Word Vectors in the Eighteenth Century, Episode 3: From Fields to Vectors

0. Preface
0. Preface

Unlike the previous two posts in the series, this post is presented in slideshow form. It’s an attempt to reign in my hobby-horse of verbosity; to accommodate our shrinking attention spans; and (more somberly) to experiment with DH-inspired forms of visual rhetoric. To advance, push the right arrow key, or click the right arrow that appears when you hover over this text. To expand an image, click the title of the slide, which should appear in blue.

In any case: ahoy! …

0. Preface
1. Introduction
1. Introduction

Last time on Word Vectors in the Eighteenth Century, we looked at how word vectors work under the hood. And before that, we close-read how word vectors might model Edward Young’s influential analogy that “riches are to virtue as learning is to genus.”

But how can we distant-read word vectors? Surprisingly, this is not an easy question. Unlike topic modeling and other unsupervised methods, it’s not immediately clear how to use word vectors for large-scale text analysis. All word vectors give us is a multidimensional semantic space, into there’s no one particular or privileged way to enter. The matrix, as it were, won’t tell us what questions to ask it.

1. Introduction
2A. Back to semantic fields

Anyway, I didn’t know where to begin. So I thought I’d piggy-back on work that Long Le-Khac and I have done in the past on semantic fields, or “cohorts.”

For us, a semantic cohort is a group of words that are both semantically similar (i.e. a semantic field); and historically similar, in that they rise or fall together across time (i.e. an historical cohort). I won’t go here into how we made these semantic fields/cohorts, but if you’re interested, check out the pamphlet.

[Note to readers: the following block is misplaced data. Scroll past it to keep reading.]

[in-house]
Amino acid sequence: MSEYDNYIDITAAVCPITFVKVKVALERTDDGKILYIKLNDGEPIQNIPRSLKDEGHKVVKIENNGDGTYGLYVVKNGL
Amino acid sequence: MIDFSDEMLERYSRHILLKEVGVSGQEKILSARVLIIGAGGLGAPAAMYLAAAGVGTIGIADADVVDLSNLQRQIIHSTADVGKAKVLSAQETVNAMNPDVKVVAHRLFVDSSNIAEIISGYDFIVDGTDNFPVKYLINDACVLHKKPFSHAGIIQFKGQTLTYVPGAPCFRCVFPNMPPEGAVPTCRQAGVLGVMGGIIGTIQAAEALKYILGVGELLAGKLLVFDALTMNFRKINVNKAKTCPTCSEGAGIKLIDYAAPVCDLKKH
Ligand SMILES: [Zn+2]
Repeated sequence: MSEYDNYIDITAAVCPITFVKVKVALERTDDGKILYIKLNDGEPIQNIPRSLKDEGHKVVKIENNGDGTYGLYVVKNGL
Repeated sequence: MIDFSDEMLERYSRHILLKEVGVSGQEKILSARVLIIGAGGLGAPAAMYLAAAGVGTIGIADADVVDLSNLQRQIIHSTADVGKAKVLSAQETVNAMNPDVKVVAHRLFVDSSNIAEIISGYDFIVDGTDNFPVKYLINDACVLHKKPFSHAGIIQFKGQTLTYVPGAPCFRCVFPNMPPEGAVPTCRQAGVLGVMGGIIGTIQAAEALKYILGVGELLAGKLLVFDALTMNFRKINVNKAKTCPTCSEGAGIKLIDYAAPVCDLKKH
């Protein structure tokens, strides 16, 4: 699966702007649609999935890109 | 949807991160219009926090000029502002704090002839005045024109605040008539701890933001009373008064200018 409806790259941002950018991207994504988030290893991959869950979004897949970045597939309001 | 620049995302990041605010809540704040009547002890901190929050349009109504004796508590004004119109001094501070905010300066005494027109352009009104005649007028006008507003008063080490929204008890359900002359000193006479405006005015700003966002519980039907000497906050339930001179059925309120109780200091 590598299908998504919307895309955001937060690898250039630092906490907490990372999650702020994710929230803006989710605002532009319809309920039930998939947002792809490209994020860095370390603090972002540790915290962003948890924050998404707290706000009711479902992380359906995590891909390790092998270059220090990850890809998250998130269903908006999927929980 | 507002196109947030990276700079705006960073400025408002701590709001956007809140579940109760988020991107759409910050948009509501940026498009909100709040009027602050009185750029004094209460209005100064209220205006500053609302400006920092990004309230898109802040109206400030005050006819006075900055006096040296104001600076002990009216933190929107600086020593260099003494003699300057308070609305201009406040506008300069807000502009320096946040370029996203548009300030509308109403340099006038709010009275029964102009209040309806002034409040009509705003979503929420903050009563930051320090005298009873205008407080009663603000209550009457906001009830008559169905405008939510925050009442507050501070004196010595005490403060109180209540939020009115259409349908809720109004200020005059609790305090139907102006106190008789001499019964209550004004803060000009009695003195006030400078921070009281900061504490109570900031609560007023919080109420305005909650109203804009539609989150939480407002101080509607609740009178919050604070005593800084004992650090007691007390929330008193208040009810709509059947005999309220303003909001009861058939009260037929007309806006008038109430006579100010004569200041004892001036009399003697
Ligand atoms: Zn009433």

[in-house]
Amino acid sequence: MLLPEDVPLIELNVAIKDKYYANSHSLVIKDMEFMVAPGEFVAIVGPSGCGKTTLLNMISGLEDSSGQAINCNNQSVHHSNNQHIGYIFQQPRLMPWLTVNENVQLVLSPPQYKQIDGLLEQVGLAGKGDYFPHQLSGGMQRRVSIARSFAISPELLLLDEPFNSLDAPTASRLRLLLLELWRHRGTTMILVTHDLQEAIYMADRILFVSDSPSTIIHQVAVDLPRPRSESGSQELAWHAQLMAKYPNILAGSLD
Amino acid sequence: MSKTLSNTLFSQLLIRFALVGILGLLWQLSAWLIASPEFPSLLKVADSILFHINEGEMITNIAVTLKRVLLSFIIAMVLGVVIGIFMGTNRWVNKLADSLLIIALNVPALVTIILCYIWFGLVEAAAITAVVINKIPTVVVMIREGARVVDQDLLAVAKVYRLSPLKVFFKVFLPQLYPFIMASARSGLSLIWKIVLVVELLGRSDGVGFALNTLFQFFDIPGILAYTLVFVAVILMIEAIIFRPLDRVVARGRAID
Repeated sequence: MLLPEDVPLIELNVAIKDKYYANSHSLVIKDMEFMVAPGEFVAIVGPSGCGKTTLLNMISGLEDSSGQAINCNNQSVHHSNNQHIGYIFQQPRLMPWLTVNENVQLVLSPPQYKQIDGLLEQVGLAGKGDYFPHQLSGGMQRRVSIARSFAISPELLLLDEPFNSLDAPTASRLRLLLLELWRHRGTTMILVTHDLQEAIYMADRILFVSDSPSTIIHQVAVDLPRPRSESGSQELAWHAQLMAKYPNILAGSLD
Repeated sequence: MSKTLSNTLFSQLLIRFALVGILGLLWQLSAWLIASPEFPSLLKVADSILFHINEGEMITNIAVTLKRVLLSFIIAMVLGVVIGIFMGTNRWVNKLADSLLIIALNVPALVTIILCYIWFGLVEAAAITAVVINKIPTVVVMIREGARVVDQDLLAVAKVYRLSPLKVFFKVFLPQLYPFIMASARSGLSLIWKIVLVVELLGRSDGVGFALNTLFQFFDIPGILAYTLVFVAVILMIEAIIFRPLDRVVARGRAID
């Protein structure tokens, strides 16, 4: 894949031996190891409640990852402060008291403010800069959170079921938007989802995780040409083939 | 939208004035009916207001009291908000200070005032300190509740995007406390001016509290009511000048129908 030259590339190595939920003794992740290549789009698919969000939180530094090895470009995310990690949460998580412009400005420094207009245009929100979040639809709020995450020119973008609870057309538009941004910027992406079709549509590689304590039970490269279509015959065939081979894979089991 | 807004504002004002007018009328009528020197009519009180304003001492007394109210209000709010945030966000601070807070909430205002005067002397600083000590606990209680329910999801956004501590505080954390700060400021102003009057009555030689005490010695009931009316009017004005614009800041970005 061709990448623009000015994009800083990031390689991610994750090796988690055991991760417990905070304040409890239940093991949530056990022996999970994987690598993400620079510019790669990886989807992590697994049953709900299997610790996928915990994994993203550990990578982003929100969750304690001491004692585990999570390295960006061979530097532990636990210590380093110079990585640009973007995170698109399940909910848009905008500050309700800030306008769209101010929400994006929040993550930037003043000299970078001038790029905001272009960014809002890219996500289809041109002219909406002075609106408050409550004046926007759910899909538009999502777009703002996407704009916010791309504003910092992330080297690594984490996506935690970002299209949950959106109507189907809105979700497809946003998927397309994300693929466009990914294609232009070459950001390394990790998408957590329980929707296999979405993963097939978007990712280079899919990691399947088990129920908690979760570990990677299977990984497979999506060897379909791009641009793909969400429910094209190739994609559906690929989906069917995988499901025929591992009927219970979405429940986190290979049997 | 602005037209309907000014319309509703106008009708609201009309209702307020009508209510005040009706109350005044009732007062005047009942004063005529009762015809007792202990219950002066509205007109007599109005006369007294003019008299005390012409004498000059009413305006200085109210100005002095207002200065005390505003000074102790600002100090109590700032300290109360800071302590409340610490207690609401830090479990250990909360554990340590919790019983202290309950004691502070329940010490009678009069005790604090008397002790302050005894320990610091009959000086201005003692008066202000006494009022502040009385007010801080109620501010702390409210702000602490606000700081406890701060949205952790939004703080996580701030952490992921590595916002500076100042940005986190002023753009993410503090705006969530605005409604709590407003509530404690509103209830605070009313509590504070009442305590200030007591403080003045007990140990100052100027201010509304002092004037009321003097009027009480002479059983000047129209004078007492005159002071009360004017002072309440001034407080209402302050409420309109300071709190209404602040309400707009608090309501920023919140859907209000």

Instead, this post asks the questions: How do semantic fields relate to semantic vectors? Do vector-based approaches to semantics corroborate field-based approaches? More importantly, how can vectors help us think in new ways about semantics in DH?

2A. Back to semantic fields
2B. Semantic cohort #1: “Abstract Values”

Long and I believe we discovered two large semantic cohorts. The first we called the “abstract values.” It contained words like the following, categorized into sub-fields:

— Moral Valuation: character, honour, conduct, respect, worthy …
— Social Restraint: gentle, pride, proud, proper, agreeable, …
— Sentiment: heart, feeling, passion, bosom, emotion, …
— Partiality: correct, prejudice, partial, disinterested, …

Note that most of these words are Latinate abstractions, and that as a cohort they fall in frequency across the nineteenth century.

Click the blue title above to see the graph more clearly.

2B. Semantic cohort #1: “Abstract Values”
2C. Semantic cohort #2: “Hard Seed”

Our second semantic cohort we called “hard seed,” after its seed word, “hard.” It contained words like the following, categorized into sub-fields:

— Action Verbs: see, come, go, came, look, let, looked, …
— Body Parts: eyes, hand, face, head, hands, eye, arms, …
— Physical Adjectives: round, hard, low, clear, heavy, hot, straight, …
— Colors: white, black, red, blue, green, gold, grey, …
— Locative Prepositions: out, up, over, down, away, back, through, …
— Numbers: two, three, ten, thousand, four, five, hundred, …

Note that most of these words are concrete and Anglo-Saxon, and that they rise in frequency across the nineteenth century.

2C. Semantic cohort #2: “Hard Seed”